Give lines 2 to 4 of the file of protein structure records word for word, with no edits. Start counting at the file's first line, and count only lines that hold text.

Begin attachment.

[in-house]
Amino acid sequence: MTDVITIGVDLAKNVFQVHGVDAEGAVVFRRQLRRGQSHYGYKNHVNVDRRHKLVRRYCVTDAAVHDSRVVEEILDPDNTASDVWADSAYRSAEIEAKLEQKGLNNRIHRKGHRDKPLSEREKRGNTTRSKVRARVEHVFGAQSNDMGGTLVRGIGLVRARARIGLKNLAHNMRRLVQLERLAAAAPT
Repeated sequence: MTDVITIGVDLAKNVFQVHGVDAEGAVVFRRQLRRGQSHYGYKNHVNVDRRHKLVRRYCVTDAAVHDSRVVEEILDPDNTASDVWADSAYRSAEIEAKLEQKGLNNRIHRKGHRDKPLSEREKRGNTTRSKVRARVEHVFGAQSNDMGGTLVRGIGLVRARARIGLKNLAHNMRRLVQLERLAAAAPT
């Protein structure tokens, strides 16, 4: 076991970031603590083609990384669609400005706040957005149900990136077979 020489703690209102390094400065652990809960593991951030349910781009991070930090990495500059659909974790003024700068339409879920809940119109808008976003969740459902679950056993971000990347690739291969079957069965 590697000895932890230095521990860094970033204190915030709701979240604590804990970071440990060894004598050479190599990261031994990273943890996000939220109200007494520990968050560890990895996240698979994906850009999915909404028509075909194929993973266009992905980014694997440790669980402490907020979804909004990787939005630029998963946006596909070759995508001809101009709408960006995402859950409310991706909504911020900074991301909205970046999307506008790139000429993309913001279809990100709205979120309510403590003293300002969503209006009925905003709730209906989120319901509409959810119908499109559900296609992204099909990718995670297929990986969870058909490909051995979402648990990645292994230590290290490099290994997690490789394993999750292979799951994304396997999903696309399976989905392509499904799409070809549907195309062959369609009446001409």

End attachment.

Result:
Amino acid sequence: MTDVITIGVDLAKNVFQVHGVDAEGAVVFRRQLRRGQSHYGYKNHVNVDRRHKLVRRYCVTDAAVHDSRVVEEILDPDNTASDVWADSAYRSAEIEAKLEQKGLNNRIHRKGHRDKPLSEREKRGNTTRSKVRARVEHVFGAQSNDMGGTLVRGIGLVRARARIGLKNLAHNMRRLVQLERLAAAAPT
Repeated sequence: MTDVITIGVDLAKNVFQVHGVDAEGAVVFRRQLRRGQSHYGYKNHVNVDRRHKLVRRYCVTDAAVHDSRVVEEILDPDNTASDVWADSAYRSAEIEAKLEQKGLNNRIHRKGHRDKPLSEREKRGNTTRSKVRARVEHVFGAQSNDMGGTLVRGIGLVRARARIGLKNLAHNMRRLVQLERLAAAAPT
């Protein structure tokens, strides 16, 4: 076991970031603590083609990384669609400005706040957005149900990136077979 020489703690209102390094400065652990809960593991951030349910781009991070930090990495500059659909974790003024700068339409879920809940119109808008976003969740459902679950056993971000990347690739291969079957069965 590697000895932890230095521990860094970033204190915030709701979240604590804990970071440990060894004598050479190599990261031994990273943890996000939220109200007494520990968050560890990895996240698979994906850009999915909404028509075909194929993973266009992905980014694997440790669980402490907020979804909004990787939005630029998963946006596909070759995508001809101009709408960006995402859950409310991706909504911020900074991301909205970046999307506008790139000429993309913001279809990100709205979120309510403590003293300002969503209006009925905003709730209906989120319901509409959810119908499109559900296609992204099909990718995670297929990986969870058909490909051995979402648990990645292994230590290290490099290994997690490789394993999750292979799951994304396997999903696309399976989905392509499904799409070809549907195309062959369609009446001409």